Sunday, December 23, 2012
It can truly be said that the last nine Christmas's just have not been the same without a Lord of The Rings movie coming out. In this way, going to see 'The Hobbit, An Unexpected Journey,' the first entry in what is surly intended to be a prequel series to the beloved film franchise is akin to meeting up with an old friend you have not seen in quite some time and rediscovering just how much they meant to you.
Based on J.R.R Tolkien's more condensed prelude to his seminal LOTR series, 'The Hobbit' tells the story of Bilbo Baggins, a timid and quirky homebody who gets swept up in the adventure of a lifetime when a wizard named Gandalf enlists his aid in accompanying a party of dwarves on a quest to reclaim their homeland which has been forcibly occupied by a vicious and nearly invincible dragon. A simple enough objective, though being as this is set in Middle Earth were ghouls, goblins, and a host of other nightmarish creatures lurk around every corner, there mission is quickly beset by a series of hurdles, roadblocks, and extremely close calls. The challenges they face help bring them closer together however as the characters finish out the film with a renewed determination and sense of hopefuleness which, as the last foreboding scene prior to the credits implies, could be misplaced.
Dispite 'The Hobbit' having somewhat of an ignominous 50/50 standing amidst the critical forumn, I really enjoyed this movie a lot. I think it definately suceeded in recapturing the magic of the LOTR and what's more, expanded the world viewers thought they knew. From the folksy, rural charm of The Shire to unmatched elegence of Rivendale these enchanted locales evoke a sense of nostalgia while the film delves, literally, into previously unchartered corners of middle earth such as the Dwarf kingdom of Ebenor, entirely carved out from the inside of a mountain, and a truly macabre and bizarre subterranean shantytown crawling with goblins. With the considerable progressions in visual technology made since 2003, when the last movie, 'Return of the King' was released in theaters, many of the CG creatures, backgrounds, and effects featured in 'The Hobbit' evoke a surprising sense of tangibility that probably would have been lost had they attempted to make this movie a decade ago.
Despite the cool looking monsters and eye catching scenery, it is the cast that really makes 'The Hobbit' shine. Ian Mckellan once again completely owns the role of the pointy hatted, scraggely bearded Gandalf, who having probably seen and done more than can be recounted throughout his many years still manages to maintain a youthful idealism and dreamer-like outlook for wanting to help foster in a better world for the inhabitants of Middle Earth. It is also a treat to see other characters from the previous films reprise their respective roles a decade later. The new cast members also gave very strong performances as well, particulary Martin Freeman, who plays the film's unlikely hero Bilbo Baggins. Evolving from a nervous, flakey, materialistic shut-in who continually doubts himself to someone willing to risk his life in the service of others, Bilbo's development as a character is definately one of the most rewarding aspects of the movie and Martin's nuanced, and charasmatic performance helps sell every moment.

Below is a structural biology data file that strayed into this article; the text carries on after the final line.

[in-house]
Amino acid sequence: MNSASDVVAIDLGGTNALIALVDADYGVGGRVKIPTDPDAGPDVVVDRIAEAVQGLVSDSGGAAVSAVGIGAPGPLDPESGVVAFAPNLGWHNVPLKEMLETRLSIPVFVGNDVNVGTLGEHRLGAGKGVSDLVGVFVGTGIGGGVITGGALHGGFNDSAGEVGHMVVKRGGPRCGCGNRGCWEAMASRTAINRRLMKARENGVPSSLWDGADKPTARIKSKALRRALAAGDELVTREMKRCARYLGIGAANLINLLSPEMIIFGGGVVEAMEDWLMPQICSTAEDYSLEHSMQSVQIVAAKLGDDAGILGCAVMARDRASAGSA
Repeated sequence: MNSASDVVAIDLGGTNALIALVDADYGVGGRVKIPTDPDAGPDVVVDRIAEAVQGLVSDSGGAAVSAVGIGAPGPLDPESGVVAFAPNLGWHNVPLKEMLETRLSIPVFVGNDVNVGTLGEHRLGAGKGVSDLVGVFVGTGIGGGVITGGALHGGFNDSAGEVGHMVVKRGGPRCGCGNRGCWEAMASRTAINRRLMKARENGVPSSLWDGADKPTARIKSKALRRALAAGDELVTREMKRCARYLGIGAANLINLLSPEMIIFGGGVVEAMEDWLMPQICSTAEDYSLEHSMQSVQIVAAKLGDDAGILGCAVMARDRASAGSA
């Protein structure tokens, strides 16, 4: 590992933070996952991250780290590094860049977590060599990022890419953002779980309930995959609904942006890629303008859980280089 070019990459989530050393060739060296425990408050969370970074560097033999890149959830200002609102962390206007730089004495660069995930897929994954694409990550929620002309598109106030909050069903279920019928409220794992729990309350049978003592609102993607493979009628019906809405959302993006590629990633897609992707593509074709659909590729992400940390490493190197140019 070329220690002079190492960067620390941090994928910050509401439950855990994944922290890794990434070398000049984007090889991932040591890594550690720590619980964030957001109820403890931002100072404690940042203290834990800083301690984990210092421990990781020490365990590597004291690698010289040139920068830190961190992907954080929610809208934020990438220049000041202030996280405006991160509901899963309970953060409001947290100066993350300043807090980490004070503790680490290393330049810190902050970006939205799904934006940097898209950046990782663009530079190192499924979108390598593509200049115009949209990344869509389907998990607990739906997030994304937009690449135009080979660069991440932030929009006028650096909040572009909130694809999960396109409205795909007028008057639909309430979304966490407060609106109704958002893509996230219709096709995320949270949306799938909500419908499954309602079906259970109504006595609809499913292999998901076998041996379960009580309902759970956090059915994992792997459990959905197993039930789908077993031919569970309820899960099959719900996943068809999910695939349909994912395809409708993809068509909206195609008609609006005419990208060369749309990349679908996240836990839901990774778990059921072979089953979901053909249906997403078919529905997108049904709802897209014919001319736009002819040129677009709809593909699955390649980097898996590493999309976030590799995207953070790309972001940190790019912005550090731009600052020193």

In closing, 'The Hobbit' is definately the most pure fun one is likely to have at the movies during the Holiday season. There is always something interesting going on on screen and despite the film's almost three hour long run time, I was left aching to see what kind of peril Bilbo, Gandalf, & co. would have to get themselves out of next. Now I am trying to come up with a word that adequetely underlines the feeling of having a new series of Tolkien based fantasy movies to escape in to again. I think I will take a que from one of the more infamous characters and leave it at "precious." ; )
Thursday, December 6, 2012
Hello my legions of devoted readers. I just wanted to post this cool new one sheet from this summer's upcoming "Man of Steel" movie. Similar to the teaser poster for The Dark Knight Rises which showed Bane walking away from a broken bat cowl as raindrops pelt the ground, this image appears to be similarly trying to illicit a strong emotional response by showing Superman, the ultimate good guy and symbol of truth justice, and the American way, shackled in handcuffs and being led away by an escort of military detail like an enemy of the state. Director Zack Snyder and Co. claim that this re-imagining of Superman has one foot grounded firmly in reality and I think this image definately conveys the strong sense of fear, distrust, and suspicion we would initially respond with toward someone who could fly, melt someone into the ground with just a look, and bend steel with less effort than you or I could bend a flimsy metal clothes hanger.
Rather than illustrate the man of steel's phenomenal powers however, this image seems rather to be emphasizing his phenomenal restraint in showing humility and respect for the soldiers who he knows are only doing their jobs and trying and following orders even though we all know he could barely shrug his shoulders and those handcuffs would be history.
On that note, I think this pic evokes a mental image of Jesus on the cross, capable of summoning a legion of angels to his rescue at any moment yet determined not to endure in order to fulfill a higher purpose.
If nothing else, this one sheet definately raises a lot of questions. Why is Superman allowing himself to be arrested and to what end? I cannot wait until June 14th to find out.